Genealogy for Kids Program

Today my colleague Krishna and I hosted “Discover Your Family Story” program for children grades 3 to 6.

Participants will begin a family tree, learn how to conduct an oral history interview and learn about library resources that can help you discover your family story.

The materials took me four hours to put together. Do my research, design the program and the craft project (seen above), cut out 12 trunks and leaves and 200 nametags for the trees, and put together the handouts. The most interesting part were people texting their relatives to ask, “What were the names of your grandparents? I only knew them as Pop…”

Event Registration Using Wufoo and Drupal and Google Docs

  • Used only one content type (called Class).
  • Added information about the individual class in multiple CCK fields (stuff like title, date, instructor, description).
  • Made an additional CCK field called “Form_Embed” to place the code from Wufoo.
  • Made the first form in Wufoo with the bare minimum of information required from the patron (name, email, library barcode, member status). I duplicated this form for each class that required registration. Then for each class, I changed the title, how many people class, and set the length of the registration period. Each class has a confirmation message thanking them for registering and the patron will receive an email that states the same message as the confirmation screen.
  • I copied the Wufoo iframe embed code into the “Form_Embed” field for each Class content type. The form is currently closed but you can see it here until 01/16/2012.
  • Then to address the issue of patrons who still want to go on a wait list even after the class closes (Wufoo will automatically close the class when it reaches the selected number of submissions). The wait list is listed on a special menu and is a Google Form. I made sure to make it clear in the Confirmation message that we will only email those accepted.
  • Next I created a Google Form so people can add themselves to sign up to be notified of future classes. Later this will need to go into a mailing list through Contactology.

Going Out Strong

I thought this past week was going to be a complete loss as far as productivity went but the end of the week was more successful than the beginning.
I taught the first Web Writing class to four coworkers (everyone else will be this Wednesday). I spent the time prior to the class doing some experiments in the FCKeditor on the test website. Then I emailed back and forth with my boss about some of the finer details. The one hour session was not strictly about web writing since there’s no way I could have rambled for an hour on that topic. Instead, I mixed in a primer on what is going on with the website, the areas of a website, writing tips, and introduced our style guide which is based upon the New York Times. I received lots of good feedback on what staff thinks about should be done for the website. I had to keep pulling everyone back on track since they wanted to go into specific details despite me explaining that it’s basically only me working on the website since the content person left and I’m also working on a lot of the publicity materials and other documentation.

Afterwards I got pulled into a longer one-on-one meeting with the head of reference as we discussed the website. I was able to make a few of the smaller changes immediately. Then I met with the publicity person for the Children’s Library. She explained to me some of her issues with Contactology which led to me making a new template for her on Friday. We also talked about some of the stuff at the web writing class that she had missed. I am coming around to the idea that the Children’s Library is a separate beast that will need its own unique solutions. It was painful to hear the CL librarians talk about having to “learn to deal” with things being incompatible with their workflow. I reminded her once again that this is a large project (since the changes are coming a piece at a time instead of a complete revamp which would be easier), so while I can’t make everything better immediately, it’s good to think about what they want now.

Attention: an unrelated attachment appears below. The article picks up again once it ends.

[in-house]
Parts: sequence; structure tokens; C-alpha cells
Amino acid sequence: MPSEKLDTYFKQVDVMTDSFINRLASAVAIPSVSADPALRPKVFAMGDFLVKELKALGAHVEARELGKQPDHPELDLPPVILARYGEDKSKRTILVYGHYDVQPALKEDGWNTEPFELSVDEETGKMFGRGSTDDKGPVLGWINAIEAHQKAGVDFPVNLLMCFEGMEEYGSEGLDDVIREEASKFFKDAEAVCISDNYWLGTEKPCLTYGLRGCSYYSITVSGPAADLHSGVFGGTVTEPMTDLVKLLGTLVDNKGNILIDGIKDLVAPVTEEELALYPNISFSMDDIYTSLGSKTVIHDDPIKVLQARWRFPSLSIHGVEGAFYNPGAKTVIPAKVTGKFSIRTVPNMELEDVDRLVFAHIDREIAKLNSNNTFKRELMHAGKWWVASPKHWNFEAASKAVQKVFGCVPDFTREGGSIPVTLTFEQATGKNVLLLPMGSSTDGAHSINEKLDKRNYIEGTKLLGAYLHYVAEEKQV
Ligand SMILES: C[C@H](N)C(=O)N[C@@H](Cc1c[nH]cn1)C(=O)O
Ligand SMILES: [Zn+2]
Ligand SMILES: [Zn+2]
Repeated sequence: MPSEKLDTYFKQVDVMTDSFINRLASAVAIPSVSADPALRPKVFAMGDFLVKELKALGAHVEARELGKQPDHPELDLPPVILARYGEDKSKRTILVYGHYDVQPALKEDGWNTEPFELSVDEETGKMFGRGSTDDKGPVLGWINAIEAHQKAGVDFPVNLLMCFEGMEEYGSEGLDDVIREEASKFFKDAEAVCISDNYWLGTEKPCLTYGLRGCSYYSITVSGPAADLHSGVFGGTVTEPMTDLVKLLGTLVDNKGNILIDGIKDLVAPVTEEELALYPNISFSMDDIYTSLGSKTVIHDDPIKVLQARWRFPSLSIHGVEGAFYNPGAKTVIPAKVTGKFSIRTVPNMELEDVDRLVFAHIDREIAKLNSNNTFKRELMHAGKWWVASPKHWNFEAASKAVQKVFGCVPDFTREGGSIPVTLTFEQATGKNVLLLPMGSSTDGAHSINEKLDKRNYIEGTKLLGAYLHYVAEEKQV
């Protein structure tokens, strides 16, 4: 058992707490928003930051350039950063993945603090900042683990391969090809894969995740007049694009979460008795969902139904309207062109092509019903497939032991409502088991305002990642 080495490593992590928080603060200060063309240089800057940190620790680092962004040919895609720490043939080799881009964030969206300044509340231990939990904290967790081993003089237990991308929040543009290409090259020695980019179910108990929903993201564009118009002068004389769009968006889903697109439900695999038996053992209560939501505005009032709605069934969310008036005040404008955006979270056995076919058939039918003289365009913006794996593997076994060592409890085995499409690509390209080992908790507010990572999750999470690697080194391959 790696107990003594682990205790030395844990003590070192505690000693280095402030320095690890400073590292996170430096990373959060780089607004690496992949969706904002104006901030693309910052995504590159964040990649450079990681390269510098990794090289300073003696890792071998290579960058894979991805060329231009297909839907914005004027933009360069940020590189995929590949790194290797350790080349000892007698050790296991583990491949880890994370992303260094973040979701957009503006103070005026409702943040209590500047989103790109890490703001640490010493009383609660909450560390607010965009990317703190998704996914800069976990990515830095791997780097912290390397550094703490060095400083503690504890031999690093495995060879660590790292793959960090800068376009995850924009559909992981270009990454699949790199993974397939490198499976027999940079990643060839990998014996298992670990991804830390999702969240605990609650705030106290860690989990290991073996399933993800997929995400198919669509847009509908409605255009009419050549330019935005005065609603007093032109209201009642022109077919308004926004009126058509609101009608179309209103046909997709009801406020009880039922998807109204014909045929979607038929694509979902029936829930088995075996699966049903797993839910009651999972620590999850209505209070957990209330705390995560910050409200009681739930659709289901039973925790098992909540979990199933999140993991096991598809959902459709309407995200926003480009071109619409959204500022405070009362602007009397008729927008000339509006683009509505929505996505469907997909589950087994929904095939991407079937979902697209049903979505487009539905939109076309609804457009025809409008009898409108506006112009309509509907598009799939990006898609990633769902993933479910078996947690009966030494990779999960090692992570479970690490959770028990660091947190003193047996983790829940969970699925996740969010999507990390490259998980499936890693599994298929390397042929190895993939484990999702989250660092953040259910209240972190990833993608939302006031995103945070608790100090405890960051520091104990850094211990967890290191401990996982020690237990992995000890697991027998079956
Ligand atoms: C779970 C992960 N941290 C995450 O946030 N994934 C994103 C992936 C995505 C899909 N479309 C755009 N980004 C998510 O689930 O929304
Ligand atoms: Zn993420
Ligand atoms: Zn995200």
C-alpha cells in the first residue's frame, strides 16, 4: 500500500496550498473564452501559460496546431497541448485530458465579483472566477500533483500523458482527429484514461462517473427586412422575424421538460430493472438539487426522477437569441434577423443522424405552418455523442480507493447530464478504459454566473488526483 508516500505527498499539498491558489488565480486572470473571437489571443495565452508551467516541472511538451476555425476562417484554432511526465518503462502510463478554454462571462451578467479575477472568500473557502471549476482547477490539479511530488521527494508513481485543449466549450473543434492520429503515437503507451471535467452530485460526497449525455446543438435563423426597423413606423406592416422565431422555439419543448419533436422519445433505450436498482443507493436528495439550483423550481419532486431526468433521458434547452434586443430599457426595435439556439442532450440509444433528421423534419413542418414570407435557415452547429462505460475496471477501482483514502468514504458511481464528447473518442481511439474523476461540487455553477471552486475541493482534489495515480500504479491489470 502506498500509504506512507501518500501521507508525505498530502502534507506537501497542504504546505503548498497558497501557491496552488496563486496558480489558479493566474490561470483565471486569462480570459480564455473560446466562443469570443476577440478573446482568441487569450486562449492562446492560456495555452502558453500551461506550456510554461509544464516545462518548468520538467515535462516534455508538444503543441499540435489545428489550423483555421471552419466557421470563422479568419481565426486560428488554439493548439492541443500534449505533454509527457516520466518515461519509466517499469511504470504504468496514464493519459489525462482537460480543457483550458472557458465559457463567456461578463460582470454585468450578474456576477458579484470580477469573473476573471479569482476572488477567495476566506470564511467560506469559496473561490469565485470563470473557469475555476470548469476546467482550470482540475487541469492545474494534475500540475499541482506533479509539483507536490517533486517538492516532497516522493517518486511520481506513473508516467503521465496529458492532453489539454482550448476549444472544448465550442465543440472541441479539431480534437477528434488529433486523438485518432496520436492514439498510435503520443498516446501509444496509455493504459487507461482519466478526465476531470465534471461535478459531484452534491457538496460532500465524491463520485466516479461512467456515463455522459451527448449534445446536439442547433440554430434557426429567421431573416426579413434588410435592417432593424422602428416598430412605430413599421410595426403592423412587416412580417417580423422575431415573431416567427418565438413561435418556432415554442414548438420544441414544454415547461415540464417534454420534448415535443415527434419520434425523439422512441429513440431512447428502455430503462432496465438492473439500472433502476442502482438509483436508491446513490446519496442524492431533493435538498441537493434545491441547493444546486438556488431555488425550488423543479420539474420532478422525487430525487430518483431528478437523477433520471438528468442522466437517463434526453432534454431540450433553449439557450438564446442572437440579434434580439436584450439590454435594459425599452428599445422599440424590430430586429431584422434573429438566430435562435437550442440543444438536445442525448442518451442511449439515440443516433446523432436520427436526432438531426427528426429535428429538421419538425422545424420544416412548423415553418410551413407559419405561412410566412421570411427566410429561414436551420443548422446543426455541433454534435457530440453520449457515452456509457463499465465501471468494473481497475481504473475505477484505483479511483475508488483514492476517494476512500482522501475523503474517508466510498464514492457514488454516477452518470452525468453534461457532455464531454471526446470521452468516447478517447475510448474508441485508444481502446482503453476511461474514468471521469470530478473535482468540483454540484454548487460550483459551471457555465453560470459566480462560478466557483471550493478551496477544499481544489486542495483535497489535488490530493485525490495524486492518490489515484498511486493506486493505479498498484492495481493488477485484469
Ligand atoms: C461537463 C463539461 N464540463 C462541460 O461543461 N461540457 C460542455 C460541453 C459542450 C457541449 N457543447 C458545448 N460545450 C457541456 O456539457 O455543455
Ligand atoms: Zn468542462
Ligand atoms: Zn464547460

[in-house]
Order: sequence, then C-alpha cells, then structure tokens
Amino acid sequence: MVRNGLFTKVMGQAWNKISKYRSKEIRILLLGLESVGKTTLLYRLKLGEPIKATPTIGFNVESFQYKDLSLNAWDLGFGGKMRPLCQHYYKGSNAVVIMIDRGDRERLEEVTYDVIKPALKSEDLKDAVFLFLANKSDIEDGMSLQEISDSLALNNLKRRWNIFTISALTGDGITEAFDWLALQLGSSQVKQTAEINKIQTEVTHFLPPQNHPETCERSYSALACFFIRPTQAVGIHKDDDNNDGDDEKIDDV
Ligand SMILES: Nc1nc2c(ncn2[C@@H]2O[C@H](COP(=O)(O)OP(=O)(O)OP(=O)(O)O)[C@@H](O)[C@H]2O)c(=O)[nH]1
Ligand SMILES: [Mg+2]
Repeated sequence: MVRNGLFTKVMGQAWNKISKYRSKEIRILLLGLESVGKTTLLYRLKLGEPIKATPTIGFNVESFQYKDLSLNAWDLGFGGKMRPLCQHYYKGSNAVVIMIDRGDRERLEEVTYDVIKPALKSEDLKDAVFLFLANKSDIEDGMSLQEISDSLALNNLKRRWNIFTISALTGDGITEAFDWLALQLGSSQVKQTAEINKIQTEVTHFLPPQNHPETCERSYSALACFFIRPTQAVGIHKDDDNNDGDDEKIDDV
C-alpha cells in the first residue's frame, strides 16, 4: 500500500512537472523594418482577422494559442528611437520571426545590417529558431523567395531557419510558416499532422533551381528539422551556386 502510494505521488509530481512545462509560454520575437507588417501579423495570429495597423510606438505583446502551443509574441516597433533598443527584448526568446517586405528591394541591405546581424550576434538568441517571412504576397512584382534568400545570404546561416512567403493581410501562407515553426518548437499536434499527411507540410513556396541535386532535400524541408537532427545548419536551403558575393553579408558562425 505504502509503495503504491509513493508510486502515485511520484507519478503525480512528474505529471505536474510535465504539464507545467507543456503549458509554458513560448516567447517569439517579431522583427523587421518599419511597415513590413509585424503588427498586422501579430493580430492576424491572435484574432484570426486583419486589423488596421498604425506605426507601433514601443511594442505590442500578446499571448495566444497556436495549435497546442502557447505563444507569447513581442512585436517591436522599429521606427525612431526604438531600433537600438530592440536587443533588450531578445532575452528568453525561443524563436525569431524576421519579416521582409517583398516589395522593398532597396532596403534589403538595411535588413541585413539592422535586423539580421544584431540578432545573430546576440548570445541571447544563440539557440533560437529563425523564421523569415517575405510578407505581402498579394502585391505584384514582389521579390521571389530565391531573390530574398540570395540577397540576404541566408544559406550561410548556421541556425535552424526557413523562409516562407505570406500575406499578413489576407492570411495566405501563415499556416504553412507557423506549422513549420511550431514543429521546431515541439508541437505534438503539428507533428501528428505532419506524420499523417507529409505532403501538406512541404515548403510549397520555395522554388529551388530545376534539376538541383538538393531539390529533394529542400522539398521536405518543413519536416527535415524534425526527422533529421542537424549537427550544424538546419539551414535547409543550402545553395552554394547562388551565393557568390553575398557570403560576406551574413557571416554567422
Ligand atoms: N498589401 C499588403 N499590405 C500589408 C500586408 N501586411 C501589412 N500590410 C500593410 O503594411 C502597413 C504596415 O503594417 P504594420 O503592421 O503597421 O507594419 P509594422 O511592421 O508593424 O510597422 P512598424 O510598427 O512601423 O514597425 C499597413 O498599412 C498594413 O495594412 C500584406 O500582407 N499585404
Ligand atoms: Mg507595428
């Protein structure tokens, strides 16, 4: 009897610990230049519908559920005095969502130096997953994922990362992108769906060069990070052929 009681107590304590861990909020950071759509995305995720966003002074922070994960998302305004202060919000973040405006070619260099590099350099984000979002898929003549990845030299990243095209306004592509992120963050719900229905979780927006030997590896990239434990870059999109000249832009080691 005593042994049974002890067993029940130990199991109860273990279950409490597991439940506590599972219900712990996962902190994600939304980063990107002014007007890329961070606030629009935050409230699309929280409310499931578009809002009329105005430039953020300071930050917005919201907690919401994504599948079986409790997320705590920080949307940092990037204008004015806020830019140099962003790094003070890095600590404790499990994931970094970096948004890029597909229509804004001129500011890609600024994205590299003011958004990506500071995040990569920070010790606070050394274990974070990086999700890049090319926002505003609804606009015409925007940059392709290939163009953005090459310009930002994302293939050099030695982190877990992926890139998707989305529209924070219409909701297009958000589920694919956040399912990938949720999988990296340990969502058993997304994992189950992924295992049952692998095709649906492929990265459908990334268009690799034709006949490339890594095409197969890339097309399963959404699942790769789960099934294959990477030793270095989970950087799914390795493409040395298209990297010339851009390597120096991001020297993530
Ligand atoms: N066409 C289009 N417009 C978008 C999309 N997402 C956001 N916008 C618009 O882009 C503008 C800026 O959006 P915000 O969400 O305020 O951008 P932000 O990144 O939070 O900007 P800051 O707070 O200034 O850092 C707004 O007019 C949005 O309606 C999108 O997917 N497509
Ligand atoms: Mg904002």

This promised to be a frustrating day as it was time to update the Adult Technology Classes portion of the website. This is a beast which I have struggled with before. I will explain the process in the next post. The downside to this method is that we’re still relying on an outside source for help and I cannot edit the Wufoo pre and closed submission messages. As well, the list of classes depends on a status field (Closed, Open, Drop-in), to work properly for the Classes view (since I assume that people will want to know the status of a class. Once all this was done, I then edited my custom Views template to display the date/time. Thanks to the little bit of PHP I’ve learned since the original creation of this custom template, I figured out how to concatenate the fields. One surprise was needing to add the CSS within the print statement. I thought the Lullabot videos had mentioned that the CSS went around the PHP…

Then I made the new Contactology template for the Children’s Library. I still need to change the footer to the new type, but I had like 10 minutes to make the new one from a modified older one.

Finally, I created a widget in LibraryH3lp on the test site. We are wanting to add more relevant chat boxes throughout the website. I had to add the chat box directly to the tpl.php since it is Javascript based. I look forward to adding more chat boxes to the website this week!

Planning a Class via Google Docs

The ALA Techsource class that I am teaching with Polly-Alida Farrington starts next month. Polly and I are using Google Docs to write the class content. An overview of the process so far: